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Magic: I Bought Adriano’s Surfboard!

Michael Ciaramella

by Michael Ciaramella

Like Excalibur beneath my feet!

This week I visited the Channel Islands surfboard factory for a project with a Japanese surf mag. I was guided by Britt Merrick (Al’s son and lead shaper/designer at CI) and Blake Howard (CI marketing director) and was genuinely impressed by their production. I’d never seen a board factory so large, so efficient. But then I’ve also never been to Taiwan.

After touring the whole assembly line (machine, shaper, glasser, sander, QC), we arrived at the used board rack. The foamy graveyard consisted of three rows, the sum of which would cover the length a football field.

Sleds of Jordy, Dane, Lakey, Kanoa and every shredder under the sun could be recognized by their stickers and board art. But I’m a tiny fucker, so it was Adriano de Souza’s board that caught my eye.

A 5’8″ x 18 1/4″ x 2 3/16″ Rook 15 with a rounded pin. Plenty of rocker, moderately used, with an homage to Ricardo dos Santos, scribed by ADS himself, on the bottom. I snagged it for $250.

“The worst part about this purchase is having to remove all these stickers,” I told Blake.

“You should leave them on,” he replied. “At least for the first session. That way if you don’t like it, you can always sell it for a profit. He is the world champ.”

Shit. He was right.

And I could hardly bear the thought of paddling out on Adriano’s Formula-One racer. The snickers from the lineup would be unbearable. The pressure to perform like a million Hawaiian Dreams on my shoulders.

The next day I was supposed to go to Lowers but a guilt-trip from my lady (sharks!) led me to Blacks instead. A new south had filled in and the surf was as fun as it gets for a non-barreling beach break.

I carried the board, cloaked under a towel, to the middle of the beach. In a calculated effort I removed the towel and sprinted for the surf, successfully submerging the craft before anyone could witness the atrocity.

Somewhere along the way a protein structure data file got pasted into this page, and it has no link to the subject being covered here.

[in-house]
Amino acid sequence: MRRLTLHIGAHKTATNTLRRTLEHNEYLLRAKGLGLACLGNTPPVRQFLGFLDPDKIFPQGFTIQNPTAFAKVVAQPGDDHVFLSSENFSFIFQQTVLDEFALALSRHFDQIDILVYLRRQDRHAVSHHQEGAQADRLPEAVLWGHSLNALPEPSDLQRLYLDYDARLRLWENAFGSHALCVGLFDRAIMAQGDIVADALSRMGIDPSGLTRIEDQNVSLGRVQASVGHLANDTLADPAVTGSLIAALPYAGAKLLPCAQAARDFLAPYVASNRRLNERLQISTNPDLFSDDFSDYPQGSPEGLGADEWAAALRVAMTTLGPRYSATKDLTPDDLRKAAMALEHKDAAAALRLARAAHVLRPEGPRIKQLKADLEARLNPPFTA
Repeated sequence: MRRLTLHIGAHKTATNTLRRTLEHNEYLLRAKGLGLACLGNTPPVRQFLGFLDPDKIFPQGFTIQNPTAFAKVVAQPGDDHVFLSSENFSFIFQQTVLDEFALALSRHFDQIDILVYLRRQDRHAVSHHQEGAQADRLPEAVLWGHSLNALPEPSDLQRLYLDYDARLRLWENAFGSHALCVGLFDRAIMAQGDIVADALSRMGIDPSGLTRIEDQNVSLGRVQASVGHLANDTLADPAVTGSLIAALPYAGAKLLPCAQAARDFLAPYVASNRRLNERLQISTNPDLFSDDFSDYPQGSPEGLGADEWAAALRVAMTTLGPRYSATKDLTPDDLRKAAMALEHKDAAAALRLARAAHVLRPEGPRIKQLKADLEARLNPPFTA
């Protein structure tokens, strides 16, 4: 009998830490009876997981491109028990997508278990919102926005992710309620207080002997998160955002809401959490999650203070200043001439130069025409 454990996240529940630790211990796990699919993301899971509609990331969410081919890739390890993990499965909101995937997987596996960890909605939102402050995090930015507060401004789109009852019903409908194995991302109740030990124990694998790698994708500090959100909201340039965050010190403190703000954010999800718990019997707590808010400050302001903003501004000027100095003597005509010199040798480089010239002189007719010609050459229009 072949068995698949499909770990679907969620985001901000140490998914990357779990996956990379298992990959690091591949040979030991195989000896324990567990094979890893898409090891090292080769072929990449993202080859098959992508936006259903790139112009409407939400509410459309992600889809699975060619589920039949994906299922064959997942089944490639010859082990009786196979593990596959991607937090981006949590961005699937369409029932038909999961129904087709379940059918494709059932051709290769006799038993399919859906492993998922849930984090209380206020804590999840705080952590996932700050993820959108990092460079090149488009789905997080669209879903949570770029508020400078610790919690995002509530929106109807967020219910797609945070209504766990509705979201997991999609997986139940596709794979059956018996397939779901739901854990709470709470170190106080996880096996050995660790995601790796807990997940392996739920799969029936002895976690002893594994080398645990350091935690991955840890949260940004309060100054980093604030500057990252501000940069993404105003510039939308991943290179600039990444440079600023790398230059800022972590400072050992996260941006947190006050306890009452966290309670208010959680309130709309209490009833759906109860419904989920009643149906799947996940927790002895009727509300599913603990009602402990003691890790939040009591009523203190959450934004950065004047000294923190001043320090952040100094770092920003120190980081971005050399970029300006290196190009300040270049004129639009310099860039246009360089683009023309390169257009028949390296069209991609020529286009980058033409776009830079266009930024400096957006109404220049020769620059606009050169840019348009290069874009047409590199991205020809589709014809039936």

The paranoia was real, but my first wave masked every Mitsubishi-laden insecurity.

Instead of having to nurse it off the bottom, this board gripped the water in a way I had never experienced. My rail drove through the surface and brought me to the lip faster than anticipated. I check-snapped off the coping and set up for the money section.

Carrying as much speed as a head-high wave will allow, I threw all my weight off the incoming wedge and carved back to the pocket. Rather than catching an edge or getting stuck behind the foam, I was able to lean on my toes and float-climb the lip for a finishing maneuver.

Never had I felt so connected with, and in control of, a surfboard. There was no adjusting my surfing to suit the craft; the board simply followed my every direction. It was stuck to my feet.

A Magic Board.

And this got me thinking, maybe pros are actually riding better equipment. Maybe the shapes are more refined or the foam more carefully selected. Maybe it’s the lighter glassing?

All I know is, I felt like I was drawing Adriano-esque lines on the damn thing. His decades-long bottom turns and seamless carves finally made sense.

Have any of you had a similar experience? Ridden a pro’s stick and felt an immediate difference in ability and control? Maybe even inherited some of said pro’s powers?